The Employment Non-Discrimination Act (ENDA) is gaining steam, with forty-nine Senators so far co-sponsoring the bill.
Democratic Senator Heidi Heitkamp of North Dakota, the most recent backer of the bill, signed on quietly. Heitkamp has turned a corner; she was one among only a few of Democratic Senators who was against marriage equality, but then on April 5, she changed her position.
“In speaking with North Dakotans from every corner of our great state, and much personal reflection, I have concluded the federal government should no longer discriminate against people who want to make lifelong, loving commitments to each other or interfere in personal, private and intimate relationships,” Heitkamp said in a statement, as reported by the Bismarck Tribune.
ENDA is meant to end discrimination against the LGBT community in the workplace. The bill was introduced by Senator Jeff Merkley (D-Oregon) on April 25.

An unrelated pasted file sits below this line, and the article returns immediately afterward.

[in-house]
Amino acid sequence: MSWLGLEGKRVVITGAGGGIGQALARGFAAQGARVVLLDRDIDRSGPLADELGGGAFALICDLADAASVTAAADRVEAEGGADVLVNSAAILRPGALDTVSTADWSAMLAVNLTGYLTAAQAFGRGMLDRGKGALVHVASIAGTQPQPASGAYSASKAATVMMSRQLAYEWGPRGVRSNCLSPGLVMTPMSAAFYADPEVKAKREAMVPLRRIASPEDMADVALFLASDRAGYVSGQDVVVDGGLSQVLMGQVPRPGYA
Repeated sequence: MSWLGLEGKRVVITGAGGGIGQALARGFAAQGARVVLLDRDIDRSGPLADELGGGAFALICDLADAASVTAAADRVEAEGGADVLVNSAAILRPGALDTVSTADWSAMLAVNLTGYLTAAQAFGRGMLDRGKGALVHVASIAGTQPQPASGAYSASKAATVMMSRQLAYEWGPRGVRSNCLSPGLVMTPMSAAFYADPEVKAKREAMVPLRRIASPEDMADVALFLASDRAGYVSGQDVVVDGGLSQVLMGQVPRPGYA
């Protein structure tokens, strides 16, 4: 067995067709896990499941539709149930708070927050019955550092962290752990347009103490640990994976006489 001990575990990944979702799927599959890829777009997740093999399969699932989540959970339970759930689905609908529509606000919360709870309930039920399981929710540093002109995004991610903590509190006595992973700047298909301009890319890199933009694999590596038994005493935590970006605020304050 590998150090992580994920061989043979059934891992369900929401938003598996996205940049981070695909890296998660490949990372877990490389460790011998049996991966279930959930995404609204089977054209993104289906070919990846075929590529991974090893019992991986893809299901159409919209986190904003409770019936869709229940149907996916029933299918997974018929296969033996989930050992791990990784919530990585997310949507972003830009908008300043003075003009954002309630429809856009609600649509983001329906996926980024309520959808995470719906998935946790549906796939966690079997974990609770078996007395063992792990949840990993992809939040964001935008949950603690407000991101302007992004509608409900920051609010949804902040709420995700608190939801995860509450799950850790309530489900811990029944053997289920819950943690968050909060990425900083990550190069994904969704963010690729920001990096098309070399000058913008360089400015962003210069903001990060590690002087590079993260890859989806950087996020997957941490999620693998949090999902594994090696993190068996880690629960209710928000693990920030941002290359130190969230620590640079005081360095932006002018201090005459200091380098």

Heitkamp explained that she signed onto the bill without a public announcement because it didn’t feel like such a monumental move. “We sign on bills every day and don’t make public announcements about them. […] I didn’t think it was that, you know, earth-shattering,” Heitkamp said, as reported by the Huffington Post.
Although a majority of Democrats make up the co-sponsorship, Sen. Susan Collins of Maine and Sen. Mark Kirk of Illinois are the only two Republican Senators whom have signed on board.
ENDA passed the House with a vote of 235-184 in 2007, but failed to pass the Senate. It has now been reintroduced with much more support than seen in the past.
“Support for ENDA is growing. It has more cosponsors than ever before, and senators who have never co-sponsored before are signing on this time around. The time is now for the Senate to end LGBT employment discrimination,” said Sen Merkley’s spokesman, Jamal Raad, according to the Huffington Post.